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This article in SSSAJ

  1. Vol. 53 No. 1, p. 165-170
    Received: Mar 1, 1988

    * Corresponding author(s):
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Geomorphic Age and Genesis of Some San Luis Valley, Colorado, Soils

  1. W. D. Nettleton ,
  2. B. R. Brasher,
  3. J. M. Yenter and
  4. T. W. Priest
  1. Natl. Soil Survey Lab., Lincoln, NE 68508-3866
    USDA-SCS, Alamosa, CO
    USDA-SCS, Denver, CO.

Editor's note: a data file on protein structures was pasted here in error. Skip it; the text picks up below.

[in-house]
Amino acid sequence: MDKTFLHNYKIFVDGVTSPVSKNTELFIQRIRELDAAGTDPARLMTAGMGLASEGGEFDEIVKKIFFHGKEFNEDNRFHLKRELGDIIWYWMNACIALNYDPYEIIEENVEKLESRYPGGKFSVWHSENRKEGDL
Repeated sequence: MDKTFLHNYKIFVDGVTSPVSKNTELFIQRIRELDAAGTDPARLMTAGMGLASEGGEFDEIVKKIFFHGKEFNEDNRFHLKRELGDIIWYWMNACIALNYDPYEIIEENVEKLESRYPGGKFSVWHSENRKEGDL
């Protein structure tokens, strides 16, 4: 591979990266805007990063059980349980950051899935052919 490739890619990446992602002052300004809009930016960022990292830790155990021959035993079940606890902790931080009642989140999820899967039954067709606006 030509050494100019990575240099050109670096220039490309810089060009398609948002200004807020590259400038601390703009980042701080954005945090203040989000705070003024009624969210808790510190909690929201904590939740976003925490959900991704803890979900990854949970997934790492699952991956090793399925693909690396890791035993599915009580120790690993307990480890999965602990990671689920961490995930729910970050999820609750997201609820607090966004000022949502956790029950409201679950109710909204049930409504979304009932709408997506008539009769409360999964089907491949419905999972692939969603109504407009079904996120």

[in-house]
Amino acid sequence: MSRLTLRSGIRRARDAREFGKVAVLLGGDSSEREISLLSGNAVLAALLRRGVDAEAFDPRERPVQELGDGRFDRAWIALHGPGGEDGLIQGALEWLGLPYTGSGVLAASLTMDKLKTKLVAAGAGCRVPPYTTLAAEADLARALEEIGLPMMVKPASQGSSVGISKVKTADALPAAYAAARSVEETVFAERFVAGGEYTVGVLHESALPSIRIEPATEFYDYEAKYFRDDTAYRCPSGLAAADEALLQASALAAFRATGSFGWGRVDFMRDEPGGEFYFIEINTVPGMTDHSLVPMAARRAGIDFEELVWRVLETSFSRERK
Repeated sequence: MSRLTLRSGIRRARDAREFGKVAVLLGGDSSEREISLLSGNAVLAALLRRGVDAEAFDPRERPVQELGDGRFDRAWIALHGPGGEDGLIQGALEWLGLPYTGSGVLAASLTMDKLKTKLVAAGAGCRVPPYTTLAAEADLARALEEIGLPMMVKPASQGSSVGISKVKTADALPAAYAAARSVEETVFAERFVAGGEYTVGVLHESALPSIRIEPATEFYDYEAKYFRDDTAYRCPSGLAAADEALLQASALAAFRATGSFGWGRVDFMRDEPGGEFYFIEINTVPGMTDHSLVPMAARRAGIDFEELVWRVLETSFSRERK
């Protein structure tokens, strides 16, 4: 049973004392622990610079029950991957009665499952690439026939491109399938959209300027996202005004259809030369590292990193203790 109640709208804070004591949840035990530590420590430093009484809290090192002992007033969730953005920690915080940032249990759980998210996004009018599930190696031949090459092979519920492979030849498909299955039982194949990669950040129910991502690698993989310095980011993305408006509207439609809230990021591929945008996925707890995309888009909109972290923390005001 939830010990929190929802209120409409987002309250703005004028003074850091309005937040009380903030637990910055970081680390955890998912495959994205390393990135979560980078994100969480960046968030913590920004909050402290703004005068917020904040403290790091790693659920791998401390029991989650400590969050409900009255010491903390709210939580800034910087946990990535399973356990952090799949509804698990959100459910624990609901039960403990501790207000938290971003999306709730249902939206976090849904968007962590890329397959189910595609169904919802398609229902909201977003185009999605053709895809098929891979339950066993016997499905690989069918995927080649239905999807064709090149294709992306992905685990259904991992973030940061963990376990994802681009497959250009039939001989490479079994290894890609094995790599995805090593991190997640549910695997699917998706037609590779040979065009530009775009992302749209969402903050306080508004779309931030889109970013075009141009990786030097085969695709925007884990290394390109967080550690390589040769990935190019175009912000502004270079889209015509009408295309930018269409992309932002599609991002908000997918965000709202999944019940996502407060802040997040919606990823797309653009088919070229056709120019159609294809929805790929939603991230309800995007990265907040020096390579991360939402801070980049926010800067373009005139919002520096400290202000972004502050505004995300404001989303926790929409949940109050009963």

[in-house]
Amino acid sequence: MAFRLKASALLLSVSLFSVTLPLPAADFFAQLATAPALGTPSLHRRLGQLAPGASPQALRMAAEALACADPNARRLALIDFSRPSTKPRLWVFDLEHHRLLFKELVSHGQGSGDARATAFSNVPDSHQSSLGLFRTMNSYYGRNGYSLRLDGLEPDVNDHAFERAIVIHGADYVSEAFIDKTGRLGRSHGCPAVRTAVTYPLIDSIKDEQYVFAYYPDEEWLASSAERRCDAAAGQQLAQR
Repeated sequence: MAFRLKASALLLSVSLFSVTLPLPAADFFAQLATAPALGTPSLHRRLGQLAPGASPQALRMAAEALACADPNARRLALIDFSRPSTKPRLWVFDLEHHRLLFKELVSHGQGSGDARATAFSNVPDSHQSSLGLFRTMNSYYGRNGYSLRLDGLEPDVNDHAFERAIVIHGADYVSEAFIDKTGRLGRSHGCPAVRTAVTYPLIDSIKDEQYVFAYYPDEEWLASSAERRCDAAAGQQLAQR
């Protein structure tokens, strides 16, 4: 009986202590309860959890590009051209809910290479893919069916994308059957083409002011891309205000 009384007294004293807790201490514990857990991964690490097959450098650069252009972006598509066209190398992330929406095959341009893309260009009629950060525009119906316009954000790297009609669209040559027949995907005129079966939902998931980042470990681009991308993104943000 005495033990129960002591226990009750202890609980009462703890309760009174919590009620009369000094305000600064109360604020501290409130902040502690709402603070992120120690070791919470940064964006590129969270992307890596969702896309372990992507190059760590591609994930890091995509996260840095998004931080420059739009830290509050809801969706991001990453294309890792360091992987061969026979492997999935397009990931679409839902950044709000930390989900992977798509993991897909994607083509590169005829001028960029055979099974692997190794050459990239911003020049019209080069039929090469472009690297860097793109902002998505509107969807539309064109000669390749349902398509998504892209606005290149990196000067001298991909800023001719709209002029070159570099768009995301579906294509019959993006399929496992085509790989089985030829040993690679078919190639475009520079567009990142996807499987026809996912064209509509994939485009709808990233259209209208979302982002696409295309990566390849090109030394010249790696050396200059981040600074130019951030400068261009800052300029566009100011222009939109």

San Luis Valley is a semibolson in south central Colorado that has varying geomorphic and soil properties. Three sets of geomorphic surfaces were identified corresponding to young, intermediate, and old surfaces. A 14C date of 11 170 YBP on a peat deposit on the valley floor was used to separate Holocene geomorphic surfaces (Set 1) from late-Pleistocene ones (Set 2). The oldest-Pleistocene surfaces (Set 3) studied are believed to be Illinoian in age. They are above the late-Pleistocene age valley floor and are more dissected than the other Pleistocene surfaces. Entisols have formed on the Holocene surfaces (Set 1). These Entisols have some accumulation of organic C and movement of carbonate, but none have calcic horizons. Their sand grains lack clay cutans or other evidence of soil formation. Most of the soils on late-Pleistocene geomorphic surfaces (Set 2) have argillic and calcic horizons, and some have mollic epipedons. Grain argillans on sands are the most common form of illuvial clay and there are calcans in the calcic horizons. Some of the soils have natric horizons. The soils on mid-Pleistocene geomorphic surfaces (Set 3) have a greater clay accumulation than any of the other soils and have calcic horizons. Clay accumulation is largely masked by the carbonate accumulation. The distribution of salt for the most part is in balance with today's arid climate in the valley. The occurrence of carbonate in horizons with illuvial clay, especially in the soils on the oldest surfaces, suggests an arid climate following one or more Pleistocene pluvials. Some of the salt and carbonate may have been added as dust from playas on the valley floor.

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